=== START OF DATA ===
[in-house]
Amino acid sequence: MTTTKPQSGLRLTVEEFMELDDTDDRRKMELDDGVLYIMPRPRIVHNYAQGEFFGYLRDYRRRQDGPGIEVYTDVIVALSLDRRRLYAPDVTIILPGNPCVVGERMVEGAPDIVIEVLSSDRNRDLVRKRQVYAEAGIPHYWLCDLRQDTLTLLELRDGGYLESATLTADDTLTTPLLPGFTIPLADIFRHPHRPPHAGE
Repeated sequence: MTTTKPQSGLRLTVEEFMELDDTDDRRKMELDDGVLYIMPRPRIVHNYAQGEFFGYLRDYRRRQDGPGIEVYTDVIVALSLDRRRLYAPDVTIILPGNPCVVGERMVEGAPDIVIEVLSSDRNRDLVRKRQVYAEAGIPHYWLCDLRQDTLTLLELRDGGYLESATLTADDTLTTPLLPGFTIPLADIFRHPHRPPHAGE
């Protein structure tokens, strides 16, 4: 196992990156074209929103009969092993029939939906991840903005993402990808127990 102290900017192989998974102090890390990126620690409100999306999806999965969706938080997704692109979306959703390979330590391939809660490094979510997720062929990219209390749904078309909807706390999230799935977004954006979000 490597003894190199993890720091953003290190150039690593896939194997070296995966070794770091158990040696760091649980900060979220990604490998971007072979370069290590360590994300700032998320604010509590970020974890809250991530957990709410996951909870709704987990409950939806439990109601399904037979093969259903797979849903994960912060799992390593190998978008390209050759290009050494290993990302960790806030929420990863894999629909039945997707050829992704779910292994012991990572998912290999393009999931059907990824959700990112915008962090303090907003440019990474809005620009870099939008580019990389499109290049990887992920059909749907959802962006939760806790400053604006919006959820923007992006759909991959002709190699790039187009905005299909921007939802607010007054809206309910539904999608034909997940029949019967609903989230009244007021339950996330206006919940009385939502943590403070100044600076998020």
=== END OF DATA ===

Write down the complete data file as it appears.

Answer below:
[in-house]
Amino acid sequence: MTTTKPQSGLRLTVEEFMELDDTDDRRKMELDDGVLYIMPRPRIVHNYAQGEFFGYLRDYRRRQDGPGIEVYTDVIVALSLDRRRLYAPDVTIILPGNPCVVGERMVEGAPDIVIEVLSSDRNRDLVRKRQVYAEAGIPHYWLCDLRQDTLTLLELRDGGYLESATLTADDTLTTPLLPGFTIPLADIFRHPHRPPHAGE
Repeated sequence: MTTTKPQSGLRLTVEEFMELDDTDDRRKMELDDGVLYIMPRPRIVHNYAQGEFFGYLRDYRRRQDGPGIEVYTDVIVALSLDRRRLYAPDVTIILPGNPCVVGERMVEGAPDIVIEVLSSDRNRDLVRKRQVYAEAGIPHYWLCDLRQDTLTLLELRDGGYLESATLTADDTLTTPLLPGFTIPLADIFRHPHRPPHAGE
């Protein structure tokens, strides 16, 4: 196992990156074209929103009969092993029939939906991840903005993402990808127990 102290900017192989998974102090890390990126620690409100999306999806999965969706938080997704692109979306959703390979330590391939809660490094979510997720062929990219209390749904078309909807706390999230799935977004954006979000 490597003894190199993890720091953003290190150039690593896939194997070296995966070794770091158990040696760091649980900060979220990604490998971007072979370069290590360590994300700032998320604010509590970020974890809250991530957990709410996951909870709704987990409950939806439990109601399904037979093969259903797979849903994960912060799992390593190998978008390209050759290009050494290993990302960790806030929420990863894999629909039945997707050829992704779910292994012991990572998912290999393009999931059907990824959700990112915008962090303090907003440019990474809005620009870099939008580019990389499109290049990887992920059909749907959802962006939760806790400053604006919006959820923007992006759909991959002709190699790039187009905005299909921007939802607010007054809206309910539904999608034909997940029949019967609903989230009244007021339950996330206006919940009385939502943590403070100044600076998020």